## EECS 564 "Estimation, Filtering and Detection" Winter 1999

**LECTURES:** Mon., Wed., Fri., 10:40-11:30 AM, 1010 Dow

**LECTURER:** Professor Andrew E. Yagle, 4114 EECS, 763-9810

**OFFICE HOURS:** Wednesday 2:00-4:00 PM in 4114 EECS.

**WEB PAGE:** http://www.eecs.umich.edu/~aey

**TEXT:** M.D. Srinath, P.K. Rajasekaran, R. Viswanathan, "Introduction

to Statistical Signal Processing with Applications," Prentice-Hall, 1996.

**ON RESERVE IN MEDIA UNION (NORTH ENGINEERING LIBRARY):**

- H.L. Van Trees, "Detection, Estimation, and Modulation Theory, Part I,"
Wiley, 1968.
*THE classic text on this subject. Difficult but rewarding.*
- T. Kailath, "Lectures on Wiener and Kalman Filtering," Springer-Verlag, 1981.
*An excellent text on the basics of linear least-squares estimation.*
- C.K. Chui and G. Chen, "Kalman Filtering with Real-Time Applications,"
Springer-Verlag, 1987.
*A very readable book on Kalman filtering applications.*
- H. Vincent Poor, "An Introduction to Signal Detection and Estimation,"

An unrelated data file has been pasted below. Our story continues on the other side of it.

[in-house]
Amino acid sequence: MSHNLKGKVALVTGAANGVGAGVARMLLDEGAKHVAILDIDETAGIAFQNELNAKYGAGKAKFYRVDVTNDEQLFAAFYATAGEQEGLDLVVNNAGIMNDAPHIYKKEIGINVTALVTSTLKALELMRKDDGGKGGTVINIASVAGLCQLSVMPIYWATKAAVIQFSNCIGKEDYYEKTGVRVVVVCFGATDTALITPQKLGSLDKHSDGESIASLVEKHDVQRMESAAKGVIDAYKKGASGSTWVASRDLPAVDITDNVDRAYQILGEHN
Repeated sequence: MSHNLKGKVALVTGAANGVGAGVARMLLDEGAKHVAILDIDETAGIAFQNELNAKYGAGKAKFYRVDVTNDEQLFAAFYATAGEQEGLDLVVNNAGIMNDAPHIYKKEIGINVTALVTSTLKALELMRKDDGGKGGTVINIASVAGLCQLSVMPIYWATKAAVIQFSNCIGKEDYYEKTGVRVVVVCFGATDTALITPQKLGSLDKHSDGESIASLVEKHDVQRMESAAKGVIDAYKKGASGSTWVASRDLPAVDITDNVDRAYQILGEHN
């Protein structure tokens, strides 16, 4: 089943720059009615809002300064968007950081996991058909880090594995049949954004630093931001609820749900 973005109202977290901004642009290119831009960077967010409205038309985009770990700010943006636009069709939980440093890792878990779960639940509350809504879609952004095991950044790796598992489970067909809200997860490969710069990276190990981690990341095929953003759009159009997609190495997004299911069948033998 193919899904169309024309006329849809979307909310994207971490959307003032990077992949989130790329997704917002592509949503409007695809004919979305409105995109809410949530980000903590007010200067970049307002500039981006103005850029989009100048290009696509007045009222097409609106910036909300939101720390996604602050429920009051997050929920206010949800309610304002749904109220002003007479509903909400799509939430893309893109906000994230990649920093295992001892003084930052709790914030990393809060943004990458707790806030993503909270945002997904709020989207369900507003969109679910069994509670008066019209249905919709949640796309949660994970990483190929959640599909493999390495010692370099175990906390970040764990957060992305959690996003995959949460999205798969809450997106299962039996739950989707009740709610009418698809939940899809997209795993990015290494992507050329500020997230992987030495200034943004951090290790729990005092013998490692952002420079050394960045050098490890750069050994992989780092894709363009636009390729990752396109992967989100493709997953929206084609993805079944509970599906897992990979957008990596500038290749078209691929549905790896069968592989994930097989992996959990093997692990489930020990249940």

Springer-Verlag, 1988.
*Another text similar to the one we are using.*
- J.M. Mendel, "Lessons in Estimation Theory for Signal Processing, Commnications,
and Control," Prentice-Hall, 1995.
*Another daunting but rewarding text.*

**PROBLEM SETS:**

Weekly problem sets assigned on FRIDAYS, due IN CLASS one week later.

After Spring break, "FRIDAYS" will become "MONDAYS" for the rest of the term.

No problem sets during exam weeks. No late problem sets can be accepted.

**EXAMS:** 3 2-hour open-book exams. **ROOM:**1005 EECS

EXAM DATE | TIME | REVIEW SESSION | TIME |

Thur. Feb. 18 | 6-8 PM | Mon. Feb. 15 | 6-8 PM |

Thur. Mar. 25 | 6-8 PM | Mon. Mar. 22 | 6-8 PM |

Thur. Apr. 15 | 6-8 PM | Mon. Apr. 12 | 6-8 PM |

**FINAL:** There will be NO final exam on April 28!

**GRADING:**

Problem Sets: 10% (enough to ensure that you do them)

3 Exams 30%: 90% (see above)

Total Points: 100%

**HONOR CODE:** All problem sets and exams are given

under the Honor Code of the College of Engineering.

**COLLABORATION POLICY:**

You may work with other students in the class on problem sets.
Engineering is a collaborative

discipline, and learning to work in teams is an important part of your education.

HOWEVER, you must write up the final form of your problem set entirely on your own.

Welcome aboard! "This is definitely an `E' ticket"-Sally Ride